Deep down you know your thoughts, words and actions are not rooted in truth, but you don’t let yourself go there. It’s easier to stay stuck in the selfishness, bitterness and resentment. It’s easier to blame others than take responsibility or do the hard work to make change. Your self-sufficiency doesn’t allow you to open up to others because you believe this is just the way it is, but really you are too stubborn or scared to let others in. You are missing out on peace and meaningful connection that is only possible with a change in your own heart and mind. The freedom you long for can only be yours when you’re ready to let go.

For others stuck in the trap of self-sufficiency, you consistently tell yourself things like “If they only knew…” or “I’m too afraid of being hurt” or “They’ll never understand me.” I see you. You have also closed your heart and mind, just in a different way. You long to be close to others but you won’t allow yourself to receive the connection. You fear being a burden. You are concerned about being judged. You are ashamed of needing help. You hold yourself back and keep others at bay which perpetuates the shame, fear and loneliness. You have yourself stuck, and you are the only one who can change it.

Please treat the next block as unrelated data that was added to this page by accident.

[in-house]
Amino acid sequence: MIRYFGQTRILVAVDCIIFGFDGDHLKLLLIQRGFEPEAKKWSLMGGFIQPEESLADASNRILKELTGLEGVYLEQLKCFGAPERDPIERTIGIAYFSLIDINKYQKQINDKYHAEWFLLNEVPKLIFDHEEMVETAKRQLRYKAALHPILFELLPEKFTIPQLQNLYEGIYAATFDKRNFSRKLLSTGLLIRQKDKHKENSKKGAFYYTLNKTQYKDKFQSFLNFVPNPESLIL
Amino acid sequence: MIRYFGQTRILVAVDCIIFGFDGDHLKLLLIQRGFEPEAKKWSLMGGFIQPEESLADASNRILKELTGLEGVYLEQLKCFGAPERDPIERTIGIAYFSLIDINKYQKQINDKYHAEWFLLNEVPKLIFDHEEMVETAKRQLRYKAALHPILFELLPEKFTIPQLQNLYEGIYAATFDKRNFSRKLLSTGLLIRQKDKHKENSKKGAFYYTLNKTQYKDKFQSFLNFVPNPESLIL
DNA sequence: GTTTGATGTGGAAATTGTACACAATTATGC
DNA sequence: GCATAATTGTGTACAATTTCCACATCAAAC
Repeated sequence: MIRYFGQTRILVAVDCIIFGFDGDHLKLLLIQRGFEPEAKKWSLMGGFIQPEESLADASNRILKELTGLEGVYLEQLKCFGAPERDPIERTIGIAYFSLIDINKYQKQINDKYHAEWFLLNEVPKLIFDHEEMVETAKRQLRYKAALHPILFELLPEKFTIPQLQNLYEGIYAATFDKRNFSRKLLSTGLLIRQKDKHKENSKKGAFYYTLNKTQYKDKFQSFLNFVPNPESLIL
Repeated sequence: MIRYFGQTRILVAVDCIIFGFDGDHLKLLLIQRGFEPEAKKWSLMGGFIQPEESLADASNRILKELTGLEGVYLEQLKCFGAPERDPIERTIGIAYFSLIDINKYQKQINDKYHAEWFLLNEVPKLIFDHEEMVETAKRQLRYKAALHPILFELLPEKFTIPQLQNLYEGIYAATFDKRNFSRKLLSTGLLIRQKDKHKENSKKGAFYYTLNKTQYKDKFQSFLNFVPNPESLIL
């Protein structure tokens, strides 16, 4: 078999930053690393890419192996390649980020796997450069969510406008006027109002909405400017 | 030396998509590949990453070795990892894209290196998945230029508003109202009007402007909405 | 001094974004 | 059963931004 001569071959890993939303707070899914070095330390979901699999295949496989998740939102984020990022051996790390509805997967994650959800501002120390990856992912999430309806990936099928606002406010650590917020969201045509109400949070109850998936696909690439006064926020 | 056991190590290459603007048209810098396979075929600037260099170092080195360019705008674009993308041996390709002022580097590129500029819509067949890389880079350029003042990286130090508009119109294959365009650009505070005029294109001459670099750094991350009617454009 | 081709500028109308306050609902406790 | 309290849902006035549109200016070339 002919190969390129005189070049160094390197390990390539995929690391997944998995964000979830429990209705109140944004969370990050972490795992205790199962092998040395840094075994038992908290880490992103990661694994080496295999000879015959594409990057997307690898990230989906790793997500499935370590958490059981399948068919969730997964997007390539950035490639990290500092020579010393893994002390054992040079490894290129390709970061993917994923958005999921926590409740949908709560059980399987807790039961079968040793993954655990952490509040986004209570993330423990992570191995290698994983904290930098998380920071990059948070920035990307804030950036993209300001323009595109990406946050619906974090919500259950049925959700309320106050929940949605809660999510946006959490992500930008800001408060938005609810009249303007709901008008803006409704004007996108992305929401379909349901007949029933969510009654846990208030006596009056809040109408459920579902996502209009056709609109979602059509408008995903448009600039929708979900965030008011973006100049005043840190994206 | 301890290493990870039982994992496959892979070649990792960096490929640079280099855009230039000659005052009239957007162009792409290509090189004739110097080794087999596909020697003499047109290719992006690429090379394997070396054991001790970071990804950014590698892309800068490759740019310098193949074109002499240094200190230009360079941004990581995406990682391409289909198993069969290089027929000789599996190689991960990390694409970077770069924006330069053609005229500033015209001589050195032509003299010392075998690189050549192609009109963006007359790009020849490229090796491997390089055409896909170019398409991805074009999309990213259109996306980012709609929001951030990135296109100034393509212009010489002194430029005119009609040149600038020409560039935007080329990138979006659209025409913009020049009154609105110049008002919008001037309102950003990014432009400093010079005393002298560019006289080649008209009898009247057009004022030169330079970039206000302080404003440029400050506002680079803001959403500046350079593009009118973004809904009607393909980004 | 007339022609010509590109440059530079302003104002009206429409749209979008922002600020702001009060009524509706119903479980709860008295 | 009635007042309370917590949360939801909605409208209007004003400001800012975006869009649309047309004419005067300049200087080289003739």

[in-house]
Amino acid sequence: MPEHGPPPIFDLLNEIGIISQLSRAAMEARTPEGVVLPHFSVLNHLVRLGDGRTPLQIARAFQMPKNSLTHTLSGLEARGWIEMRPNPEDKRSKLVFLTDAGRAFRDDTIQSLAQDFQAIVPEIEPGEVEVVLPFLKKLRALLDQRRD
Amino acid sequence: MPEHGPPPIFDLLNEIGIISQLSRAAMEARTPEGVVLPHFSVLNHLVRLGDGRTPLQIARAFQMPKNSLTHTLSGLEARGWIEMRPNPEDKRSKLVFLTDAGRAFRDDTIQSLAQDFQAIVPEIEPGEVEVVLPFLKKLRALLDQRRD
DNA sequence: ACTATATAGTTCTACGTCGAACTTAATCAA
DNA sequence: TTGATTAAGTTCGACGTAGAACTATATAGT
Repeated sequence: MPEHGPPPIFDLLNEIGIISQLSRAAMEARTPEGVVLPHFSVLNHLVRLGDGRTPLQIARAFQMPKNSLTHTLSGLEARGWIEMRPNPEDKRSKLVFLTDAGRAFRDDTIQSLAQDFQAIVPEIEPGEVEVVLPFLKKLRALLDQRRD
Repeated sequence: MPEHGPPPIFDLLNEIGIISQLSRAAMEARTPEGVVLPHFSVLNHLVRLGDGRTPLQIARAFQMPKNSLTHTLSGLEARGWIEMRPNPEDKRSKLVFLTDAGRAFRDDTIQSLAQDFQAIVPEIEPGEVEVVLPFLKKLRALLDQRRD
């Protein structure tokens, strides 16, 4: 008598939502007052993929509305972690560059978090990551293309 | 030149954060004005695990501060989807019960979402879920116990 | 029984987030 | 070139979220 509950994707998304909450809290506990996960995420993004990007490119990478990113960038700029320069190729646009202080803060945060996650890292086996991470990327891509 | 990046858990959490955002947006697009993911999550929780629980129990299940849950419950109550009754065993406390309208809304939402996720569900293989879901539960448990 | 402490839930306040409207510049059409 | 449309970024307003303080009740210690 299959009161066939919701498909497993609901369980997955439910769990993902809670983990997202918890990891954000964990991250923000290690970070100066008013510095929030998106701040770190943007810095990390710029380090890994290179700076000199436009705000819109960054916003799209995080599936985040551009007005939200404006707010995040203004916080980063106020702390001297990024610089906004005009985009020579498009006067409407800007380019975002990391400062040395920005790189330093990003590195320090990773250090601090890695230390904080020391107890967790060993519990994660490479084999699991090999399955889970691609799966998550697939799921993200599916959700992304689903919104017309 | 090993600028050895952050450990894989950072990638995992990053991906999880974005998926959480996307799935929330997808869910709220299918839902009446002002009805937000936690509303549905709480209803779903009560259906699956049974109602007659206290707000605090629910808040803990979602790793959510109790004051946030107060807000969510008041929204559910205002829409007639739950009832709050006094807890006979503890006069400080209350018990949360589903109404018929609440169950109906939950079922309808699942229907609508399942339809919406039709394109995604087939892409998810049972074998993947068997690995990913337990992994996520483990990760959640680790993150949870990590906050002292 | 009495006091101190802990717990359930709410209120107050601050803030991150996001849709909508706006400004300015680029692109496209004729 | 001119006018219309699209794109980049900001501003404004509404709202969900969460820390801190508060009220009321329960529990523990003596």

This narrative is often innocently born out of building a life around caring for others. We abandon our own needs and feelings to give to and serve those around us. “Don’t worry, I’ve got me and I’ve got you.” We get so focused on others, we forget how to receive. We feel guilty when we need something or have to take a break. We wind up tired, empty and lonely in spite of being surrounded by people. The freedom you long for can only be yours when you’re ready to receive. We cannot give what we do not have.

Self-sufficiency wrecks the natural order of things. We hold on when we need to let go. We close down when when we need to open up. We give when we need to receive. Can you see it in your own life? Do you believe that we are all connected? That we need each other?